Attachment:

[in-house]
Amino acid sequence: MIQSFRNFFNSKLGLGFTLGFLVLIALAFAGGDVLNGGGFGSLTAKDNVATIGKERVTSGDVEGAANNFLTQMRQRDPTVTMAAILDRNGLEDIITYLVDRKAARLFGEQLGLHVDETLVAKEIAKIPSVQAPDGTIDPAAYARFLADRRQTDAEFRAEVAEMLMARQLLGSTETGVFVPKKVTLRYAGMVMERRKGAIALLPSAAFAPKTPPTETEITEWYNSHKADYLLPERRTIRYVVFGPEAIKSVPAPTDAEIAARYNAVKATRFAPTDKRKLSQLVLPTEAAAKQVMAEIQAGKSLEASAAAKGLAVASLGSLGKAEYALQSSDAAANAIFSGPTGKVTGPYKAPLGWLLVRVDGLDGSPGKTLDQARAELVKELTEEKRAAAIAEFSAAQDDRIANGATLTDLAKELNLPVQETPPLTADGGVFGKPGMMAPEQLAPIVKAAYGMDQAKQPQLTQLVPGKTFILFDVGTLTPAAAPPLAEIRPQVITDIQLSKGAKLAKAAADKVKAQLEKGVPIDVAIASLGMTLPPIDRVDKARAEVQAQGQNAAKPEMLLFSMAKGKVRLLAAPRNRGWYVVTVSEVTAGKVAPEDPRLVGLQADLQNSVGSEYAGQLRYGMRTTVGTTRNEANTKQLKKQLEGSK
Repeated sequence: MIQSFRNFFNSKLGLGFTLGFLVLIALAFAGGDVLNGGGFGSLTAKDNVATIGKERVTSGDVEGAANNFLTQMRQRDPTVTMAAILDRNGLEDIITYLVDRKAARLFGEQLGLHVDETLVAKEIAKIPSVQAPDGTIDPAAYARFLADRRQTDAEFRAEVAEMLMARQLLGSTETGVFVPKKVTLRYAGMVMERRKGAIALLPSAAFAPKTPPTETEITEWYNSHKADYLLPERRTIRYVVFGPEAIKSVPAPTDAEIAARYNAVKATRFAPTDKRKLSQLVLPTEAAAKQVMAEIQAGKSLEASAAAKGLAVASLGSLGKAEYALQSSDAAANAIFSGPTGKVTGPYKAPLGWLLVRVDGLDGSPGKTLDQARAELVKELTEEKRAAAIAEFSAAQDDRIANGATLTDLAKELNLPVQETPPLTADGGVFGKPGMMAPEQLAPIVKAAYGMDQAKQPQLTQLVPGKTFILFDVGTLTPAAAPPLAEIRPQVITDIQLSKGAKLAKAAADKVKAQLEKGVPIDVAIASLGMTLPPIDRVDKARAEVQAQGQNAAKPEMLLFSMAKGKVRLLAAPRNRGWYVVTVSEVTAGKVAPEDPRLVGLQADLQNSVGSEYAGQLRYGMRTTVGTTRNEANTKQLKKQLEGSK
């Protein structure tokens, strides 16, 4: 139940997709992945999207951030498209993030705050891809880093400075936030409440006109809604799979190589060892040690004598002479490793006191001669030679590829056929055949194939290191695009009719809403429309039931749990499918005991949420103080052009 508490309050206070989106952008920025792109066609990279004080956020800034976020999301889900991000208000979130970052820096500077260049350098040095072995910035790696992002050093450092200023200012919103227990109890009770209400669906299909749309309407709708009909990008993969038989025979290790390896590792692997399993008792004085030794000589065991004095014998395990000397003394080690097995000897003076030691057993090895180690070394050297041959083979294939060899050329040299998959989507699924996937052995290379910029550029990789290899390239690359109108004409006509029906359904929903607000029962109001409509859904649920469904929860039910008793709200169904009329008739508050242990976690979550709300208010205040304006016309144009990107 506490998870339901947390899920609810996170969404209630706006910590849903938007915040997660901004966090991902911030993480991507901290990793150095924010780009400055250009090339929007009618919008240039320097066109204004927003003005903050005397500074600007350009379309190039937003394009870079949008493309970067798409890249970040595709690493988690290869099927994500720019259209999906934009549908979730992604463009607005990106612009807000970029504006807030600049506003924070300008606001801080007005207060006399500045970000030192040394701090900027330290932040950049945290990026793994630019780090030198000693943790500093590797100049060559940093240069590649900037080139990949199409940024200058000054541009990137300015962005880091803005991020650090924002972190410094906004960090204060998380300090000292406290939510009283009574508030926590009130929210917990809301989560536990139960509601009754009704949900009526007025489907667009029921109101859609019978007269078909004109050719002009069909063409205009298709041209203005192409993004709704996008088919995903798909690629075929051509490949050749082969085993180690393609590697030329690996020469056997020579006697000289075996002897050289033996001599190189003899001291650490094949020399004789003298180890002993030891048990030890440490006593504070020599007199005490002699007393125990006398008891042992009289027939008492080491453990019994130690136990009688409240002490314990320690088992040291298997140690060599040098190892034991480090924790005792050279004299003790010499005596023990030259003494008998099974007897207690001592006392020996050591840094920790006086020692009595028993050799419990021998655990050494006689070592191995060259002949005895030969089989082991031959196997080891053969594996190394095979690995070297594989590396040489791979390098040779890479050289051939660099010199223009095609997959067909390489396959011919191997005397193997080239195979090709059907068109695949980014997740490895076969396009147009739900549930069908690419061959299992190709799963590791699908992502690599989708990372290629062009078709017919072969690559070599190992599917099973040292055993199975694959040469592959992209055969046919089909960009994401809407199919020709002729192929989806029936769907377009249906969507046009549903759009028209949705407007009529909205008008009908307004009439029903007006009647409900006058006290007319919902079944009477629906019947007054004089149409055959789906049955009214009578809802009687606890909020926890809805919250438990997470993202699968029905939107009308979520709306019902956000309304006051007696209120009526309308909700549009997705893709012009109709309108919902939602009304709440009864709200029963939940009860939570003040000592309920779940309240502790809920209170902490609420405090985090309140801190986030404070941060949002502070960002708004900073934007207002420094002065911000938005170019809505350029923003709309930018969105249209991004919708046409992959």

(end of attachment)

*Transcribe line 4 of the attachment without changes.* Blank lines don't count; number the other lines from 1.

């Protein structure tokens, strides 16, 4: 139940997709992945999207951030498209993030705050891809880093400075936030409440006109809604799979190589060892040690004598002479490793006191001669030679590829056929055949194939290191695009009719809403429309039931749990499918005991949420103080052009 508490309050206070989106952008920025792109066609990279004080956020800034976020999301889900991000208000979130970052820096500077260049350098040095072995910035790696992002050093450092200023200012919103227990109890009770209400669906299909749309309407709708009909990008993969038989025979290790390896590792692997399993008792004085030794000589065991004095014998395990000397003394080690097995000897003076030691057993090895180690070394050297041959083979294939060899050329040299998959989507699924996937052995290379910029550029990789290899390239690359109108004409006509029906359904929903607000029962109001409509859904649920469904929860039910008793709200169904009329008739508050242990976690979550709300208010205040304006016309144009990107 506490998870339901947390899920609810996170969404209630706006910590849903938007915040997660901004966090991902911030993480991507901290990793150095924010780009400055250009090339929007009618919008240039320097066109204004927003003005903050005397500074600007350009379309190039937003394009870079949008493309970067798409890249970040595709690493988690290869099927994500720019259209999906934009549908979730992604463009607005990106612009807000970029504006807030600049506003924070300008606001801080007005207060006399500045970000030192040394701090900027330290932040950049945290990026793994630019780090030198000693943790500093590797100049060559940093240069590649900037080139990949199409940024200058000054541009990137300015962005880091803005991020650090924002972190410094906004960090204060998380300090000292406290939510009283009574508030926590009130929210917990809301989560536990139960509601009754009704949900009526007025489907667009029921109101859609019978007269078909004109050719002009069909063409205009298709041209203005192409993004709704996008088919995903798909690629075929051509490949050749082969085993180690393609590697030329690996020469056997020579006697000289075996002897050289033996001599190189003899001291650490094949020399004789003298180890002993030891048990030890440490006593504070020599007199005490002699007393125990006398008891042992009289027939008492080491453990019994130690136990009688409240002490314990320690088992040291298997140690060599040098190892034991480090924790005792050279004299003790010499005596023990030259003494008998099974007897207690001592006392020996050591840094920790006086020692009595028993050799419990021998655990050494006689070592191995060259002949005895030969089989082991031959196997080891053969594996190394095979690995070297594989590396040489791979390098040779890479050289051939660099010199223009095609997959067909390489396959011919191997005397193997080239195979090709059907068109695949980014997740490895076969396009147009739900549930069908690419061959299992190709799963590791699908992502690599989708990372290629062009078709017919072969690559070599190992599917099973040292055993199975694959040469592959992209055969046919089909960009994401809407199919020709002729192929989806029936769907377009249906969507046009549903759009028209949705407007009529909205008008009908307004009439029903007006009647409900006058006290007319919902079944009477629906019947007054004089149409055959789906049955009214009578809802009687606890909020926890809805919250438990997470993202699968029905939107009308979520709306019902956000309304006051007696209120009526309308909700549009997705893709012009109709309108919902939602009304709440009864709200029963939940009860939570003040000592309920779940309240502790809920209170902490609420405090985090309140801190986030404070941060949002502070960002708004900073934007207002420094002065911000938005170019809505350029923003709309930018969105249209991004919708046409992959």